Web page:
Modeling of various atmospheric pressures shows that Exo earths could have life friendly atmospheres across a broader range of orbital distances than our thin aired original. Since we are ‘seeing’ a lot of big worlds out there this is promising, though of course too much of a good thing is bad, as our sister world Venus shows.
A figure from Vladilo’s paper summarizing the general findings. The area of the circles is proportional to their habitability. The bottom axis shows the virtual worlds’ distance from their Sun-like star, with 1 AU (astronomical unit) representing the average Sun-Earth distance of approximately 150 million kilometers (93 million miles). The top axis (insolation) shows solar radiation (in watts) received on a unit area (a square meter). Surface pressure is on the y axis to the left. Credit: Vladilo et al. 2013, ApJ, 767, 65; http://wwwuser.oats.inaf.it/astrobiology/planhab/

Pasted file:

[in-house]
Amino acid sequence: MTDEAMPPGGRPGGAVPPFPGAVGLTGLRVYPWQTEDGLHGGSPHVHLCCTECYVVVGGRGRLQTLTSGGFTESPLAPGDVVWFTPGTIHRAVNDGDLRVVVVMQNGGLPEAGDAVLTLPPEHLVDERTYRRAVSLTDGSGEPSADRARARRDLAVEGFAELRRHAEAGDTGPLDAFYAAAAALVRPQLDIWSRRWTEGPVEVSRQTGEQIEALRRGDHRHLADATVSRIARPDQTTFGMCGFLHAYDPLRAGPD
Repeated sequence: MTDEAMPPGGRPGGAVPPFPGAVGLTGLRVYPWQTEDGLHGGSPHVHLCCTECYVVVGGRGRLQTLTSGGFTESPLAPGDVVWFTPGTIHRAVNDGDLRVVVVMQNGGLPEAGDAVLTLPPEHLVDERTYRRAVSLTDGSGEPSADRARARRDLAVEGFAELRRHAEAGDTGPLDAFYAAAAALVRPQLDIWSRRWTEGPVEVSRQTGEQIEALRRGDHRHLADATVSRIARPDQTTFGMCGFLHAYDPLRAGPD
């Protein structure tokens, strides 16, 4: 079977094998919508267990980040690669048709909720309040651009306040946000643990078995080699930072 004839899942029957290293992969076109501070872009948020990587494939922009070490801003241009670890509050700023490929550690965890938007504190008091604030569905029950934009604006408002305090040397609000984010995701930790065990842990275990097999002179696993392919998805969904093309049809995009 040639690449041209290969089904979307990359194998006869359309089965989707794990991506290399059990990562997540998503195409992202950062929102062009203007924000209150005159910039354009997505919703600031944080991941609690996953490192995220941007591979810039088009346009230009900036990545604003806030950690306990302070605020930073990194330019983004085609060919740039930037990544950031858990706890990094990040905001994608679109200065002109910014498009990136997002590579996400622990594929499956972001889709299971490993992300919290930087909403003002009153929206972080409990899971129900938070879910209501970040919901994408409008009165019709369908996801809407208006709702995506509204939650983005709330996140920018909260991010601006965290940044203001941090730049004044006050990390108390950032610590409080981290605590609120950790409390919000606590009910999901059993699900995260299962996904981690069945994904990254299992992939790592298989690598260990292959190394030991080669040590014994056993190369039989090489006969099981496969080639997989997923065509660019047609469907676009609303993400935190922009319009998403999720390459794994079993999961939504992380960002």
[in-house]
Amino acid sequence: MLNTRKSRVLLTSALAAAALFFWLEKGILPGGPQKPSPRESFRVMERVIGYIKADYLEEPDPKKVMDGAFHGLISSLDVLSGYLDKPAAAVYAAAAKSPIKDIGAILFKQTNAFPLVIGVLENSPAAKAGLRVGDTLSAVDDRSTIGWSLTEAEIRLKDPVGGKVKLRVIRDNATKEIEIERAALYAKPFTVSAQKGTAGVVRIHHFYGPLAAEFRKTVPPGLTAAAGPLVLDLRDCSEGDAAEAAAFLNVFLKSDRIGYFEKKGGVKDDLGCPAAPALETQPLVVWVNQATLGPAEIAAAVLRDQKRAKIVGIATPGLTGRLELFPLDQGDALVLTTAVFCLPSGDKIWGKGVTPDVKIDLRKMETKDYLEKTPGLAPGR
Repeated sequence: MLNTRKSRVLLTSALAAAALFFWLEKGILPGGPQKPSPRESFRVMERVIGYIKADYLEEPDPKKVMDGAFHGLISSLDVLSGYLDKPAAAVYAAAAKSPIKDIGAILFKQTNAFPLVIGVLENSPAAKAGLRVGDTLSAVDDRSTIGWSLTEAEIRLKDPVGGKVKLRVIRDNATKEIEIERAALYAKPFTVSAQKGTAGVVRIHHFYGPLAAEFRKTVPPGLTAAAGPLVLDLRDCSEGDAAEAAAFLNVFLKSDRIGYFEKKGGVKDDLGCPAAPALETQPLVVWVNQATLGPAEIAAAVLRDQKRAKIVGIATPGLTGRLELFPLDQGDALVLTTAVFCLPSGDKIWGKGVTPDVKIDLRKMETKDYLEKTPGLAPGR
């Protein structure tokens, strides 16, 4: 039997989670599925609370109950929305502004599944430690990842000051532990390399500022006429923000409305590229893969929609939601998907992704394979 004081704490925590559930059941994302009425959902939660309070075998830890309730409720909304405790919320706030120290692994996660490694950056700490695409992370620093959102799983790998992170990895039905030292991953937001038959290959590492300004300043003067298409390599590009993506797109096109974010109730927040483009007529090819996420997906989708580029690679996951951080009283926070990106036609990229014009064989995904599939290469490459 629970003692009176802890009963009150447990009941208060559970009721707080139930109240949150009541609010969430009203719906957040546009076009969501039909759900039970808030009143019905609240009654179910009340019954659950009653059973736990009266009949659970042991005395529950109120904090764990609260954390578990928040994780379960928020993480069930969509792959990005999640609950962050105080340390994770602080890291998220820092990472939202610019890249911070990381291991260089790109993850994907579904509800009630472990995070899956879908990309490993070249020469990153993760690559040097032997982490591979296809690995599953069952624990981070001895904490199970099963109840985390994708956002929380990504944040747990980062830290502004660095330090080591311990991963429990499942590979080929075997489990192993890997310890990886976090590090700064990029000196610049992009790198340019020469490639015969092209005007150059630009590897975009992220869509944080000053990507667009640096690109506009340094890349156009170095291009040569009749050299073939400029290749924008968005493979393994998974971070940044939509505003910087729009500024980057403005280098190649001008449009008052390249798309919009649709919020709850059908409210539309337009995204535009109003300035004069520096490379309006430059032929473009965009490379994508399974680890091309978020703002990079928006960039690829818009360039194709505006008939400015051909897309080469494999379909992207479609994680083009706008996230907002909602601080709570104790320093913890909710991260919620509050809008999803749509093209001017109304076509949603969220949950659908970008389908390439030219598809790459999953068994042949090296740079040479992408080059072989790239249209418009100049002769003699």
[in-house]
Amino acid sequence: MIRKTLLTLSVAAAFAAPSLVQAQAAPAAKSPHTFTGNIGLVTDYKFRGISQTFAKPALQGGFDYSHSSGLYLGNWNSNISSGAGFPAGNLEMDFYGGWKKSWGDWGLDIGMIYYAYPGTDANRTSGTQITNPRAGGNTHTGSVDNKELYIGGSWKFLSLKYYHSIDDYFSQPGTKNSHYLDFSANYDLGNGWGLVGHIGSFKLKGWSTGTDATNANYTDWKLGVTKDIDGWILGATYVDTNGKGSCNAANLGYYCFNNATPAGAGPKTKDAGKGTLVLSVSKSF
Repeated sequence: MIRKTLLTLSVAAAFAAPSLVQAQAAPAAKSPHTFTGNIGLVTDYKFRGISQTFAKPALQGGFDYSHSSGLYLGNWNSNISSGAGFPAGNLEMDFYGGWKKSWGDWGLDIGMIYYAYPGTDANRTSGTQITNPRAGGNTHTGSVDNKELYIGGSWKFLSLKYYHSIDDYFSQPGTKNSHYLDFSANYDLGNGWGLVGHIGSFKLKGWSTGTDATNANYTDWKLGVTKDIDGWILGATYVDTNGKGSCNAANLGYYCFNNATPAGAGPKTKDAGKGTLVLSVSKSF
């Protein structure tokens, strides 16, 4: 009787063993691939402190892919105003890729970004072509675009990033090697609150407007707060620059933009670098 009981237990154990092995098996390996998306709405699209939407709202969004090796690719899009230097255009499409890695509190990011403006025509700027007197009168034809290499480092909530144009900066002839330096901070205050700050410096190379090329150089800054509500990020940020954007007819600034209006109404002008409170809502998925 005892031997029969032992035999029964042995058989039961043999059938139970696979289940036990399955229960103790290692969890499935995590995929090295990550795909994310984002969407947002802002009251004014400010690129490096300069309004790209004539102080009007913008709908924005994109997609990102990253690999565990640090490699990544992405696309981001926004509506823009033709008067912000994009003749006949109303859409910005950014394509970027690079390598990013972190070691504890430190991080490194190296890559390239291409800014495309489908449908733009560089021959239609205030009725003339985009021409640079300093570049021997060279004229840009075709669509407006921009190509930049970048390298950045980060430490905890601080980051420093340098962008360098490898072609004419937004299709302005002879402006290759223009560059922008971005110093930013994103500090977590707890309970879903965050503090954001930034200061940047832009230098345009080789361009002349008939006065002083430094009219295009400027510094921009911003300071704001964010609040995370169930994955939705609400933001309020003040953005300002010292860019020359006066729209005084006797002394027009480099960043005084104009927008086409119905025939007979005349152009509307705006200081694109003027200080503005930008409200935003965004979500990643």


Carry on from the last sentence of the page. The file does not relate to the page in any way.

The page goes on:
Eyeball Earths…Red or Brown Dwarf Life Worlds?
Artist’s concept of a planet where one side always faces its star, with the dark side covered in ice. Credit: Beau.TheConsortium
Red dwarfs are small, faint stars about one-fifth as massive as the Sun and up to 50 times dimmer. They are the most common stars in the galaxy and make up to 70 percent of the stars in the universe, vast numbers that potentially make them valuable places to look for extraterrestrial life. Indeed, the latest results from NASA’s Kepler space observatory reveal that at least half of these stars host rocky planets that are half to four times the mass of Earth.
Read more at: http://phys.org/news/2013-05-eyeball-earths.html#jCp